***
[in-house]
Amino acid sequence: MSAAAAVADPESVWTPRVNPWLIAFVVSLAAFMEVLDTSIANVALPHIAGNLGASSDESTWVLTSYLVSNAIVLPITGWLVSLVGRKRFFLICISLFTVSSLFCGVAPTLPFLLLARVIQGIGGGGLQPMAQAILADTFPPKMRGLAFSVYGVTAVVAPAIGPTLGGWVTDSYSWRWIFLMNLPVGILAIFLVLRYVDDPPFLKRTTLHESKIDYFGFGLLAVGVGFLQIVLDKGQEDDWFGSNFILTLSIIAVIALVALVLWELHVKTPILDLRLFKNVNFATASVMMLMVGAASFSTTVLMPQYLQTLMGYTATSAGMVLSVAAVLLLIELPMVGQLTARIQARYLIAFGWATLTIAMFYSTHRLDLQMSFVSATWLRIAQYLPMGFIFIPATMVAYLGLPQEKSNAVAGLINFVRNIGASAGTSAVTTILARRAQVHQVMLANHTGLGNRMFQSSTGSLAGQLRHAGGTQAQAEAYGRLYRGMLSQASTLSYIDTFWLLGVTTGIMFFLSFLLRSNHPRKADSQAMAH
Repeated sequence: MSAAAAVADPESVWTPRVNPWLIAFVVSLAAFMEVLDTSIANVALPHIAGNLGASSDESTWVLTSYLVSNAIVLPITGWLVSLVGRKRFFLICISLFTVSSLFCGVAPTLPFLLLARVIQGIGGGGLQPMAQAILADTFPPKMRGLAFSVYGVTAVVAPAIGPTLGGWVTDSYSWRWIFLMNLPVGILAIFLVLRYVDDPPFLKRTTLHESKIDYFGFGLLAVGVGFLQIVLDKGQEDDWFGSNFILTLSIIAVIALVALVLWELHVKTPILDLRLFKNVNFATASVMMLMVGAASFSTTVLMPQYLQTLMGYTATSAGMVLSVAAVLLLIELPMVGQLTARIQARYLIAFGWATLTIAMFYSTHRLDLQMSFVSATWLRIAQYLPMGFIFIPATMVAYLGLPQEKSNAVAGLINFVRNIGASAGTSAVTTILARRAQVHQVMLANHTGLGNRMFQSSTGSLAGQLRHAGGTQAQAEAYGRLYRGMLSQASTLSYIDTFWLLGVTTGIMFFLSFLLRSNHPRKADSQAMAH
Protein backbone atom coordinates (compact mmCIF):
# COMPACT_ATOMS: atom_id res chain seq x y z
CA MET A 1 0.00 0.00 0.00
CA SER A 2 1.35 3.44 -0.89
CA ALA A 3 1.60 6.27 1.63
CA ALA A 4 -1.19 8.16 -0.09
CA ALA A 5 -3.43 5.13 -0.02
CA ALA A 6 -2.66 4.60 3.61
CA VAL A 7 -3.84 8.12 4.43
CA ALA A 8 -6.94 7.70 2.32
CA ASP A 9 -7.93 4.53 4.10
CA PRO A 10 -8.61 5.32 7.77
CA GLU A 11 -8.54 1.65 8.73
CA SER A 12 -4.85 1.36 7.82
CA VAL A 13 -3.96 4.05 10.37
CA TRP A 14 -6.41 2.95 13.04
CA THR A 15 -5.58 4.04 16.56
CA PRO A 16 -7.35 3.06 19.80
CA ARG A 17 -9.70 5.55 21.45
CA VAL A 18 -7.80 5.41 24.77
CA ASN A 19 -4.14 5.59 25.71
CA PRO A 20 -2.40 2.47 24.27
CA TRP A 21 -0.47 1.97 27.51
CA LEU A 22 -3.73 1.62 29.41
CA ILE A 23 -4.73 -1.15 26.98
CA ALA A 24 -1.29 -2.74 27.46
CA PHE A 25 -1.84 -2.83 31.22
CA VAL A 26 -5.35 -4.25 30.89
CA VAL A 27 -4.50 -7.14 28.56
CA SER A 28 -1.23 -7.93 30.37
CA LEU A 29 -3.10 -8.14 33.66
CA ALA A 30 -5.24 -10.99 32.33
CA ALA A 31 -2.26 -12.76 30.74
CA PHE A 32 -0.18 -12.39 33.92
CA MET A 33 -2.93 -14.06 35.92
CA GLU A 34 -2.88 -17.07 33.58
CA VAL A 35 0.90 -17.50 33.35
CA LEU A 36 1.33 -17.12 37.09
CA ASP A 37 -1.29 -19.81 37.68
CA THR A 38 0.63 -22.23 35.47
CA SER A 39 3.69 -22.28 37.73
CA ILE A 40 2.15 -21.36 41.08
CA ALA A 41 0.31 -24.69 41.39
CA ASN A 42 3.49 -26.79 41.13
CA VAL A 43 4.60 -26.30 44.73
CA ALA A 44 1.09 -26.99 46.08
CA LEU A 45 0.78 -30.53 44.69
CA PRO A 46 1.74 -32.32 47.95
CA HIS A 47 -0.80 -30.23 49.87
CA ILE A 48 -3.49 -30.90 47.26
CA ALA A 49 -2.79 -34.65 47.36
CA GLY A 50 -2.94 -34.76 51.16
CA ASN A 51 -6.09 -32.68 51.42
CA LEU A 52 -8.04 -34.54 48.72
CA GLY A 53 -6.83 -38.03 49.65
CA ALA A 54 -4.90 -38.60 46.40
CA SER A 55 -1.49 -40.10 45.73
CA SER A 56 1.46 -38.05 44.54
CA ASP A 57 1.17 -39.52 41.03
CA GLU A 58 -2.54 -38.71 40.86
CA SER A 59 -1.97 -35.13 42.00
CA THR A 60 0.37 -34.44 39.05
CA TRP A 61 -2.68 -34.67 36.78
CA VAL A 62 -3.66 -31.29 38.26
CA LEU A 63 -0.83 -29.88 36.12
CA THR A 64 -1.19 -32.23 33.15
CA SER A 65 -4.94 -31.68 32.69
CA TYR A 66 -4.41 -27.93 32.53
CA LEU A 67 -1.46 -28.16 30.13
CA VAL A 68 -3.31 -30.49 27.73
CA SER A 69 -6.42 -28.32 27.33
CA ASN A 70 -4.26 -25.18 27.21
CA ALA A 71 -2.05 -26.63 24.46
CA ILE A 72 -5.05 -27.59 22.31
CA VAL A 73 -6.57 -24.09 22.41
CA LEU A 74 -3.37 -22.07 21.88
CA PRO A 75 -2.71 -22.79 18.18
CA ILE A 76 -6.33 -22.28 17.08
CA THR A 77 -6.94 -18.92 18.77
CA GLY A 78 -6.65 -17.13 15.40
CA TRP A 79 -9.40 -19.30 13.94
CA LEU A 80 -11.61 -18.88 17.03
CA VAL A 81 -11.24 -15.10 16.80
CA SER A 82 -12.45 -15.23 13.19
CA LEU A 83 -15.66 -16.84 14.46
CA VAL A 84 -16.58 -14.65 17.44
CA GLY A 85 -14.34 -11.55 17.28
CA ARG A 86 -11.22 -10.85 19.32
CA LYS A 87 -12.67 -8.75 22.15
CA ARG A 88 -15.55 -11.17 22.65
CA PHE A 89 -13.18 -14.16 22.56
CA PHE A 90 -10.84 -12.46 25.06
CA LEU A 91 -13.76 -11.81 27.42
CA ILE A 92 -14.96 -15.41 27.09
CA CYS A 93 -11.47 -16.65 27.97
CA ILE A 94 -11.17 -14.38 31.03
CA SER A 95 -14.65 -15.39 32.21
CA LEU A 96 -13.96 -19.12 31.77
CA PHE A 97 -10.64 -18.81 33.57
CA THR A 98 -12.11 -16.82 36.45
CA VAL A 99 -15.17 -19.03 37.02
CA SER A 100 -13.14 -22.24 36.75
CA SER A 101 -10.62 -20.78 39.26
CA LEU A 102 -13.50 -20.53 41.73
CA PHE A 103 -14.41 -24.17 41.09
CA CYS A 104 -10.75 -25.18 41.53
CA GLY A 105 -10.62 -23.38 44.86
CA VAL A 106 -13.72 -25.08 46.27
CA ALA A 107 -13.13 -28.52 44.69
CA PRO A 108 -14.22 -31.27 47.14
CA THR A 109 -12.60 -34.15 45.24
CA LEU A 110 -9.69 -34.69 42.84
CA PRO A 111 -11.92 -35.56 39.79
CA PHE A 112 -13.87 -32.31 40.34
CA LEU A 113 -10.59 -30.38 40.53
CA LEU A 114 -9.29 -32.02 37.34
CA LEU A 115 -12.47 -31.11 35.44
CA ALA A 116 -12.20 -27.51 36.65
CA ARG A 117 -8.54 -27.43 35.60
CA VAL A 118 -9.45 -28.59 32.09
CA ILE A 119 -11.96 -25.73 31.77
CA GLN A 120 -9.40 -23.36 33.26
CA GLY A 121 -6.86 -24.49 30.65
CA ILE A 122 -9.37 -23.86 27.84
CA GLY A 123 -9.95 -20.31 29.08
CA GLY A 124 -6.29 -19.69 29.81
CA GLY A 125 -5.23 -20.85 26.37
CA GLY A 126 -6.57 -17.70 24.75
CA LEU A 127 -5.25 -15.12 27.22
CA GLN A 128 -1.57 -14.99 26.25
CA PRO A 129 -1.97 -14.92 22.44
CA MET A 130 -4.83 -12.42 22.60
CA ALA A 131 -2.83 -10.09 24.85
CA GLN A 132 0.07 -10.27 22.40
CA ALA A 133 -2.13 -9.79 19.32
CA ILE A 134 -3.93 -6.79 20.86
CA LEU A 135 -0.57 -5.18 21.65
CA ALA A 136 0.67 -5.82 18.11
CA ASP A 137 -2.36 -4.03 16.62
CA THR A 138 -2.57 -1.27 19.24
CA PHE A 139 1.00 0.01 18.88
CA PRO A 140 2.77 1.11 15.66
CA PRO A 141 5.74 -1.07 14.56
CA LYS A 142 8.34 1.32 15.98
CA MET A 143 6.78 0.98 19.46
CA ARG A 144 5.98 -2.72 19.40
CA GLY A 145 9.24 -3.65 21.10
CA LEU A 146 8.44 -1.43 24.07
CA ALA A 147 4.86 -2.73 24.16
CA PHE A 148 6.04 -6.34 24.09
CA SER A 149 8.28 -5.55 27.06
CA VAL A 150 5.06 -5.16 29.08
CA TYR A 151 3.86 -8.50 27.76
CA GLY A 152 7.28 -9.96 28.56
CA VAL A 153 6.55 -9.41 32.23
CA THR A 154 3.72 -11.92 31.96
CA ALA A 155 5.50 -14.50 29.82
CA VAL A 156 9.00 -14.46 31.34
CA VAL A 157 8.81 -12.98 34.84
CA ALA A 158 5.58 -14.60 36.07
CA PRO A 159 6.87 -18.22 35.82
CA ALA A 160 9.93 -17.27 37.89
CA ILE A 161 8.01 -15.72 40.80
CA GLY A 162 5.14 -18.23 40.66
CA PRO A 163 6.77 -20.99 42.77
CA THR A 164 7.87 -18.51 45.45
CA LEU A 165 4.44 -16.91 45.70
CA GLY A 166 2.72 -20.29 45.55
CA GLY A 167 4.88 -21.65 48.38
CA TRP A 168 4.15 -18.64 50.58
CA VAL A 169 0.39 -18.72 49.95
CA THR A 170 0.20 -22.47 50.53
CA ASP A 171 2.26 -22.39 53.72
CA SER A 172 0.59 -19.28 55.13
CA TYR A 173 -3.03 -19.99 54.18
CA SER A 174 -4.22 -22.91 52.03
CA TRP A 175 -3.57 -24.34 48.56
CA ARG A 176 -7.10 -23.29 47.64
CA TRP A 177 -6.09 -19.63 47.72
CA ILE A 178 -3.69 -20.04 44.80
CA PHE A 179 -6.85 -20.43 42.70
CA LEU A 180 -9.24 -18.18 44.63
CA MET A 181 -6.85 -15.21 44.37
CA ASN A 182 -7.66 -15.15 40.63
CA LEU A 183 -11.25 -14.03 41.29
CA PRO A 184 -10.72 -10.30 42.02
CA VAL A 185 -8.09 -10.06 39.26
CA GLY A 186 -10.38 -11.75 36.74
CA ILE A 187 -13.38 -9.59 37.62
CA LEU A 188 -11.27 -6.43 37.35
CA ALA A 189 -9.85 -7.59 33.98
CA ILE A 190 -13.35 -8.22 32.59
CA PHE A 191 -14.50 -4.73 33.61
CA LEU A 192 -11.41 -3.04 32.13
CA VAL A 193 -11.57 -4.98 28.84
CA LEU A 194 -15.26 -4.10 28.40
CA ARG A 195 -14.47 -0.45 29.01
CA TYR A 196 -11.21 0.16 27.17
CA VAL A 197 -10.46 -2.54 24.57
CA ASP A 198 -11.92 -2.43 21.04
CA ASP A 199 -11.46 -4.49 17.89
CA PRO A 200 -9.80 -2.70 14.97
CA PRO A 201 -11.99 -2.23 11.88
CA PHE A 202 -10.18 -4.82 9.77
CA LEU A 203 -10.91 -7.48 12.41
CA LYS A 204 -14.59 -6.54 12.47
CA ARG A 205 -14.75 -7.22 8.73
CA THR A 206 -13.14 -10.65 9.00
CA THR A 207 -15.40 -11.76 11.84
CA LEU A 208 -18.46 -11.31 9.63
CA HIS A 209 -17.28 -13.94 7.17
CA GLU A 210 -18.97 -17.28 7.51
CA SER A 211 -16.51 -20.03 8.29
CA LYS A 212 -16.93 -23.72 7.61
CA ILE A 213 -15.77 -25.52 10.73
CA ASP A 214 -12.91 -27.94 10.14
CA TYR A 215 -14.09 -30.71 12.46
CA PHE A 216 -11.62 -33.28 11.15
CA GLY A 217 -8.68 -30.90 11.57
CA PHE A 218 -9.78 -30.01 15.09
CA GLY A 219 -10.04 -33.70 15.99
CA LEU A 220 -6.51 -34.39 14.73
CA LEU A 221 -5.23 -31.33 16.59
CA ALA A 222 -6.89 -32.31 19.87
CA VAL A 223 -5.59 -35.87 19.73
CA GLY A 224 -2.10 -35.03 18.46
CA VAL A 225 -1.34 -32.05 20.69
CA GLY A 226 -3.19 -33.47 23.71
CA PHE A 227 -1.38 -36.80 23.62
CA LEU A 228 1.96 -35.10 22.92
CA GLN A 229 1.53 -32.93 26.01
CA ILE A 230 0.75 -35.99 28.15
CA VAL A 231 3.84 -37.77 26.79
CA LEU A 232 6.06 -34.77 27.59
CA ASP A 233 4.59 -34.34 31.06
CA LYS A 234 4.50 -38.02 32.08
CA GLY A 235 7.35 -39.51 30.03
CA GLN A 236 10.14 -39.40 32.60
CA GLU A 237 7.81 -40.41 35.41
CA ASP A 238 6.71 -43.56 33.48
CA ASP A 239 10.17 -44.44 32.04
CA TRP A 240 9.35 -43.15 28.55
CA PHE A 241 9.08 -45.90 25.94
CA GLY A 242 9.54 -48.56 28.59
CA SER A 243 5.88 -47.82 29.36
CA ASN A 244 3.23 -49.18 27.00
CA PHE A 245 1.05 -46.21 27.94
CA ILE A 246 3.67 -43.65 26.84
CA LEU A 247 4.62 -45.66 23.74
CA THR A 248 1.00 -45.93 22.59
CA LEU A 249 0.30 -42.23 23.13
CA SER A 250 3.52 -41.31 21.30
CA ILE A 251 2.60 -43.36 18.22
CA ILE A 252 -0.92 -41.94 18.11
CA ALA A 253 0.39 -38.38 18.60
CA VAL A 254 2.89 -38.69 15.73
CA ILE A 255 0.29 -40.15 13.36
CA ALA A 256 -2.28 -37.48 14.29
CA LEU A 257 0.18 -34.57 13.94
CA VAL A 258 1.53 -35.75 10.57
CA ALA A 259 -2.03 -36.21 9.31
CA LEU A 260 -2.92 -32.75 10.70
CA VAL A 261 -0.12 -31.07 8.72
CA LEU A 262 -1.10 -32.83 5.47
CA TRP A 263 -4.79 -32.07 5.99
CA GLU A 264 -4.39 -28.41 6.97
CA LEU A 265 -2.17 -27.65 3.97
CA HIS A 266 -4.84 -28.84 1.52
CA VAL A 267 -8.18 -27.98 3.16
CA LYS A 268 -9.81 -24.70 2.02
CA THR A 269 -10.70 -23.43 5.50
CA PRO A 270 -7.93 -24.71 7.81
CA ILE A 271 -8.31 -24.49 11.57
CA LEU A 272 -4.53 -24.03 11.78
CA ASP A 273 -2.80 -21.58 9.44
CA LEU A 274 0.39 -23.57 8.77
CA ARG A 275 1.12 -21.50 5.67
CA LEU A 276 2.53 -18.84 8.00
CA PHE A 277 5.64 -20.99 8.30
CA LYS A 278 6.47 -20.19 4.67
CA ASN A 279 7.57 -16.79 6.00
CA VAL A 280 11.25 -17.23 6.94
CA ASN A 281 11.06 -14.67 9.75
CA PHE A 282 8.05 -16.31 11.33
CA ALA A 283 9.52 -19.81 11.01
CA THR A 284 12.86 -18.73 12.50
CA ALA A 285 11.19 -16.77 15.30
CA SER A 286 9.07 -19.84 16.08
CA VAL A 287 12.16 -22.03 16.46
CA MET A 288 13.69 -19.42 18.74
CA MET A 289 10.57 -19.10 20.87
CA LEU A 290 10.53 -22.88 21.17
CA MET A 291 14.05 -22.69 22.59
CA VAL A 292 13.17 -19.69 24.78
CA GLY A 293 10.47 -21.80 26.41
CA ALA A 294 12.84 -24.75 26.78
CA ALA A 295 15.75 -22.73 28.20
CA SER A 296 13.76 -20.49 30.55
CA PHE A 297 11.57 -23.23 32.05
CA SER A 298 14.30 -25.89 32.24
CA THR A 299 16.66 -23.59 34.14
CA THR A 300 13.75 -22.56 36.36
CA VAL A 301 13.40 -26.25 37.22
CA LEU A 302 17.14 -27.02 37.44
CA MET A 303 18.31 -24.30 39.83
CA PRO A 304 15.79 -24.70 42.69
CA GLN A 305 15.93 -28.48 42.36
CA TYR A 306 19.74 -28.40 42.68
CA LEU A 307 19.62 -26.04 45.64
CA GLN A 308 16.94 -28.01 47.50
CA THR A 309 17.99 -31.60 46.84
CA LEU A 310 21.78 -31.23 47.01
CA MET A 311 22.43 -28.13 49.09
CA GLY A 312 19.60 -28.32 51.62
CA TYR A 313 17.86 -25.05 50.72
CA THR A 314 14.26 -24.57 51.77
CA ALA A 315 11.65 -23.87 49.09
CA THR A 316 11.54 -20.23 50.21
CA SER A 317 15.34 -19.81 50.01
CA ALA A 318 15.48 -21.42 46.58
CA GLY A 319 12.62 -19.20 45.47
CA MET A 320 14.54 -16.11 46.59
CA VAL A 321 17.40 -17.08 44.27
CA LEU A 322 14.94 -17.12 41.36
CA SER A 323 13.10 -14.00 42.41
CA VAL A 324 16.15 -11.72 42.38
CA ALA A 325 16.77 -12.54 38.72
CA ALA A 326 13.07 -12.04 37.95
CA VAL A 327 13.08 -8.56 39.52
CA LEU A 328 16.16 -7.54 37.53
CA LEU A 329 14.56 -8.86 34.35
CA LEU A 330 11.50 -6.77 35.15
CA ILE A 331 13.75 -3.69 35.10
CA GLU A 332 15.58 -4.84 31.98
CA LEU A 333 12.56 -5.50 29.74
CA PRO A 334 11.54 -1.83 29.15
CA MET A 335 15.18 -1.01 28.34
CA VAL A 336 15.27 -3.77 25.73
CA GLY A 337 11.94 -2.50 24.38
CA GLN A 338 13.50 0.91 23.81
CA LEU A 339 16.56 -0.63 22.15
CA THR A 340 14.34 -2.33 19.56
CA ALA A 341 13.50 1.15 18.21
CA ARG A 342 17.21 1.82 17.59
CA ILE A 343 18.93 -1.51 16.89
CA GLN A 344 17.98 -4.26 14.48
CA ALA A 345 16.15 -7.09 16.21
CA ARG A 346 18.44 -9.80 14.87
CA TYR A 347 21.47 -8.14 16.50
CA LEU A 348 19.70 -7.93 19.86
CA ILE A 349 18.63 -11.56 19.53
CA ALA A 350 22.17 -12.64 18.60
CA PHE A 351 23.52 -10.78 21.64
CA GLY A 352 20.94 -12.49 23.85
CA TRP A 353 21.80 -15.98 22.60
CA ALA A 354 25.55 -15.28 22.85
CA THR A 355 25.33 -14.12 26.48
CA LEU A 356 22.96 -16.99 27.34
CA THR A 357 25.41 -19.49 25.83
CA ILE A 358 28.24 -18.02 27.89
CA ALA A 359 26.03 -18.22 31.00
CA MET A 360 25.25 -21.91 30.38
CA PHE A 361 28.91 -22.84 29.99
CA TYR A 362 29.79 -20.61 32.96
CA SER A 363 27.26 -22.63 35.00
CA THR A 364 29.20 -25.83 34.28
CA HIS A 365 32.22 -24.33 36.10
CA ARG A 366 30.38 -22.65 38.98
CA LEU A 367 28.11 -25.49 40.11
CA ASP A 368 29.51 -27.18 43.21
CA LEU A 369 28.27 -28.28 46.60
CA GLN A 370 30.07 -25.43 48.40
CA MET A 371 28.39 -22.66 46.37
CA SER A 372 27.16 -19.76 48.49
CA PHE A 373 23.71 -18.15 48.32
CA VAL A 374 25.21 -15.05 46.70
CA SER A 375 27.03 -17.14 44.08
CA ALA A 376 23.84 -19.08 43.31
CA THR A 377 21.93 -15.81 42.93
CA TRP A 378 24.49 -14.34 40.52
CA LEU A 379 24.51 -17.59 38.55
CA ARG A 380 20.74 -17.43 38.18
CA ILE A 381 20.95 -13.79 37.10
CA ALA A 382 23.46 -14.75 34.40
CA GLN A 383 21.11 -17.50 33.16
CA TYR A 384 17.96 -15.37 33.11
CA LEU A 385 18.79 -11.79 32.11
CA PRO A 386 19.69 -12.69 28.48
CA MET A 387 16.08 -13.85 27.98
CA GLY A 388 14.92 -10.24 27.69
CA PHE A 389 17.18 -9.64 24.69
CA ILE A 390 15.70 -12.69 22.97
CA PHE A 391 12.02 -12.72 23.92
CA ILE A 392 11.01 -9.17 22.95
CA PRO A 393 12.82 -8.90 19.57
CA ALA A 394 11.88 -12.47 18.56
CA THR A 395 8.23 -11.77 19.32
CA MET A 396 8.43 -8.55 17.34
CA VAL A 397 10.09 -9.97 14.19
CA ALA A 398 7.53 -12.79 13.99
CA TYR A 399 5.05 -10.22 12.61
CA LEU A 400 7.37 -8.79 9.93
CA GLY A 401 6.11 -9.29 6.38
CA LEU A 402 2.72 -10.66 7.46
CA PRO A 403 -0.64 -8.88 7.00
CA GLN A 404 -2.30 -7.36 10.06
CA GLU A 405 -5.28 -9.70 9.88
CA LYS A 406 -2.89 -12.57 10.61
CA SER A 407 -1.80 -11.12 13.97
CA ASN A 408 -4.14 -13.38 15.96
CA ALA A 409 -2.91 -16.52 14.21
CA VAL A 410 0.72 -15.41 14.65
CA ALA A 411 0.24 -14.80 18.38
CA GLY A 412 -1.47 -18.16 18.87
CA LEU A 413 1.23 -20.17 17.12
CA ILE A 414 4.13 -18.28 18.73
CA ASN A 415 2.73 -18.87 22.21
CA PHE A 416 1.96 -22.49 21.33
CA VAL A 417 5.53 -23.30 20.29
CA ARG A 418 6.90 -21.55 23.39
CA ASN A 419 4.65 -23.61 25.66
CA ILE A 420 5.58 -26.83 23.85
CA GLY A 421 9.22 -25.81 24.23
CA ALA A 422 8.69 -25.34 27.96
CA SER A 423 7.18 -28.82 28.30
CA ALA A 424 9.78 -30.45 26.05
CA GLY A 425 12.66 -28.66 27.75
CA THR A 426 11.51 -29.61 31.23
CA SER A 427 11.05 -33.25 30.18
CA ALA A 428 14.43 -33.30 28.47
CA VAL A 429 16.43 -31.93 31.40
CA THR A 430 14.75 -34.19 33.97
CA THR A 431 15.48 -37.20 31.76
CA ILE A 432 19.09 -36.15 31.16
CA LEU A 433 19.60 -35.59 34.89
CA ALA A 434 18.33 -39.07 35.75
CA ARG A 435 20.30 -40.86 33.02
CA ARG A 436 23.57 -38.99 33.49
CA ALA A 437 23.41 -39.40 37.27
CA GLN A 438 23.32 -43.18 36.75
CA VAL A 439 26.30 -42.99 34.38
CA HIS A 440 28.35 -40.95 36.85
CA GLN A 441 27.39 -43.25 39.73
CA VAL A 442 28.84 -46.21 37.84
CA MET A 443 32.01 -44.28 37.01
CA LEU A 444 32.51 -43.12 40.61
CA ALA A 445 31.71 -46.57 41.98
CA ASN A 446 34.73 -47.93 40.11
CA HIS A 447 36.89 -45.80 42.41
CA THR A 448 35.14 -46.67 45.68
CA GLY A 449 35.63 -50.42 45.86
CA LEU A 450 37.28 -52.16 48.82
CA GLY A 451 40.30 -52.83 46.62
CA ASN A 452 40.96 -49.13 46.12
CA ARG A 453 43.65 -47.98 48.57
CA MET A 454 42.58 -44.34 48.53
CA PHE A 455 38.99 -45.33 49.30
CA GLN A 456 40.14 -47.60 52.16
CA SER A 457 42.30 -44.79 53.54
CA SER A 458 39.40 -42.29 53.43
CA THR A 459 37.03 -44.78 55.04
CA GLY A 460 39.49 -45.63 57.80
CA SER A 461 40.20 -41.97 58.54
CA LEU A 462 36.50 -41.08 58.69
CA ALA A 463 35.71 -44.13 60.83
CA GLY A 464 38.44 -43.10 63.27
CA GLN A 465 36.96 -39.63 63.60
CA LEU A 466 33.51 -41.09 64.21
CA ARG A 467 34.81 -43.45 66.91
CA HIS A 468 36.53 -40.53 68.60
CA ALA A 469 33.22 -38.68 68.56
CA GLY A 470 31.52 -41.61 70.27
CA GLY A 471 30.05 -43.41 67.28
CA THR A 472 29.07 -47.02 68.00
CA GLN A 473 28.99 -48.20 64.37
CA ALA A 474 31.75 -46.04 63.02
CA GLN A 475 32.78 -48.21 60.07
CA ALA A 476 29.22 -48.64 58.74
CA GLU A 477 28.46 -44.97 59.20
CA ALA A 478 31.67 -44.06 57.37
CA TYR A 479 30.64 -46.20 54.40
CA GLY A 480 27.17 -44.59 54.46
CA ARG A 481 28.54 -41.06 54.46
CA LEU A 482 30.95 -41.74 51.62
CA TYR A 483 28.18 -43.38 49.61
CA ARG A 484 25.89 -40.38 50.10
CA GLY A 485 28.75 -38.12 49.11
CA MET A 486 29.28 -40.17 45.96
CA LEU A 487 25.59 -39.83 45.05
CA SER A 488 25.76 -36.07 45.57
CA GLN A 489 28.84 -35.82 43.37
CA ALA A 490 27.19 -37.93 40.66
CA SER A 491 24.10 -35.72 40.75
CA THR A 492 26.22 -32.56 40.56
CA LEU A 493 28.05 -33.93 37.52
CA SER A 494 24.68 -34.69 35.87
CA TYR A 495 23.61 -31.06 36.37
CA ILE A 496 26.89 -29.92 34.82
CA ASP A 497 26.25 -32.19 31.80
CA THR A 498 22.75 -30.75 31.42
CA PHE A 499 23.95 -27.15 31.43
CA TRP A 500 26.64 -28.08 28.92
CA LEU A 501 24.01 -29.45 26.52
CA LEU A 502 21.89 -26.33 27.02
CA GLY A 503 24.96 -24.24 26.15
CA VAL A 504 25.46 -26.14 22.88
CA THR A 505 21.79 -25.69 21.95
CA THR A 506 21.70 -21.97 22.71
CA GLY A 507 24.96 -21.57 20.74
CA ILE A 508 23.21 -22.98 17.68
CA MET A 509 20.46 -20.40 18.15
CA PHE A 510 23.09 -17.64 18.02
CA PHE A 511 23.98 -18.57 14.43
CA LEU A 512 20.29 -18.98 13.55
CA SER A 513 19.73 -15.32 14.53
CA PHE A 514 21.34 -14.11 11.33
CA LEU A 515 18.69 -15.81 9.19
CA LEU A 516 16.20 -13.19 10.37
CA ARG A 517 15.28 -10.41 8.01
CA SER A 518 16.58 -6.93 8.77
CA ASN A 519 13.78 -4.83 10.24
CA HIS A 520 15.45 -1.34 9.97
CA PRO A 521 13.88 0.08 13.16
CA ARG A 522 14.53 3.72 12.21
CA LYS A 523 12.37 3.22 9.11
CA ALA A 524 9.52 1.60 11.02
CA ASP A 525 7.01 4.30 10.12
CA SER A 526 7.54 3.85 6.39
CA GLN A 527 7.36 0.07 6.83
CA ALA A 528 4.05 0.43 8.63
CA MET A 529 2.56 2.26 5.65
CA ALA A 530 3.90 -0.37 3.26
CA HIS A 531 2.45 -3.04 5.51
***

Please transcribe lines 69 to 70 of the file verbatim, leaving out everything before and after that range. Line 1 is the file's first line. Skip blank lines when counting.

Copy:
CA THR A 64 -1.19 -32.23 33.15
CA SER A 65 -4.94 -31.68 32.69